Artisan Menswear Is About Product First

Artisan apparel embraces the concept of curated boutiques and premium materials.

The apparel game is changing. Forget luxury fluff or mass-produced fashion. It’s all about words like ‘well-made’, ‘artisanal’, ‘crafted’, and even ‘sustainable’. For the discerning menswear consumer, long-staple cottons and Italian-woven fabrics are more relevant than trendy and expensive seasonal collections. It’s about quality menswear made for the long-haul.

Yes, the industry has finally embraced the artisan mindset. One where a brand will vertically integrate everything so you can even get to know the person who sheared the sheep used to make your merino wool henley shirt. That’s direct-to consumer at its finest. Very artisan. Very transparent.


Props to The Denim Mills

Props to The Denim Mills

For the most part though, big labels with monster marketing budgets still run the industry, but with a stronger focus on quality and responsible manufacturing, and a re-surfaced value on the ‘maker’, the whole concept of ‘small-batch’ is now big biz. Artisan menswear brands are at the forefront of an industry renaissance where product integrity is valued greater than brand hype.

There are moments where we just appreciate all the time and work that went into making our gear.

We always say that making premium menswear is art. Whether formal or on the casual tip, there are brands around the world, from here in the U.S., to Europe and Japan, who are using traditional techniques, progressive manufacturing methods, and primo materials to make exceptional apparel.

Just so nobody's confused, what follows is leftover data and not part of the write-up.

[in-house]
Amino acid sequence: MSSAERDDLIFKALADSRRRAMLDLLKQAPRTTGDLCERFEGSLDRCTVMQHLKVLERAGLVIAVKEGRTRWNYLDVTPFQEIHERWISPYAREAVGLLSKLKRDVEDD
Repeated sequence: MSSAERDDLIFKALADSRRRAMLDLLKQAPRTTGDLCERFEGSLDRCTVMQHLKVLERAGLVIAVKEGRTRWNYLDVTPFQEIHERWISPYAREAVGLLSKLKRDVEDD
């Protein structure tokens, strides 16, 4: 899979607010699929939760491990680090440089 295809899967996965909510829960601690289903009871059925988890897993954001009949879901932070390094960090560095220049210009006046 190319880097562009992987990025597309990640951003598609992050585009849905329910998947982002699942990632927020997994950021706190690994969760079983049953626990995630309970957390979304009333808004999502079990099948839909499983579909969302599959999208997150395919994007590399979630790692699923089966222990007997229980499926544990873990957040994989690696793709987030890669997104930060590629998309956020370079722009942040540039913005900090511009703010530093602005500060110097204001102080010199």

When we cop an item from one of our favorite brands, there is a moments where we just reflect and appreciate the construction and materials that went into the garment. You feel the fabric, admire the stitching, notice the heavy duty hardware, and even read the ‘made in’ label. All to appreciate the story behind your new gear before carefully hanging it in your wardrobe.

With the evolution of retail and a changing taste in consumer preferences, there is more ‘good apparel’ out there. It’s nice to walk down the street and see a Filson outpost, and then Shinola Detroit on the next block, and possibly a boutique retailer like Self Edge, who curates some of the best Japanese denim brands on the planet, across from our favorite cafe.

The tag should provide all the info on the construction of the garment.

The tag should provide all the info on the construction of the garment.

Why is all this important? Because simply, the gear just looks better and is made to last. It’s what we call investment apparel. Sure, the price is higher, but it’ll become a staple in the wardrobe. A high-quality t-shirt or a premium pair of chinos are garments that can serve a wide variety of occasions and keep us looking fresh. If made properly, we really just need a few in the rotation.

In our modernized global landscape, it’s about brands who actually care about the quality and ecological impact of their collections. And since making apparel still involves so many participants (like the natural resources, textile mills, cut-and-sew, and designers), brands need to focus on each aspect of the supply chain to ensure quality and transparency.

Menswear should be designed for the long haul.

Fair Trade certified. Made with Supima cotton. Woven in Japan. Designed for the long haul. These are a few attributes that create the concept of ‘artisan’ in garment manufacturing. They are also pre-requisites for well-made gear that will stay in rotation and get better with age. You may not know the name of the person who made your joggers, but you can still be assured that the manufacturing journey was progressive and done by people who care.

We feel it’s more of a mindset or, let us say, a philosophy in garment making. The concept of ‘artisanal’ has gotten big in many industries, and it’s time we realize the relevance in menswear as well.

Craft is elevating our tastes in coffee, chocolate, jewelry, cosmetics, and even furniture, and in these modern times, even our wardrobes as well.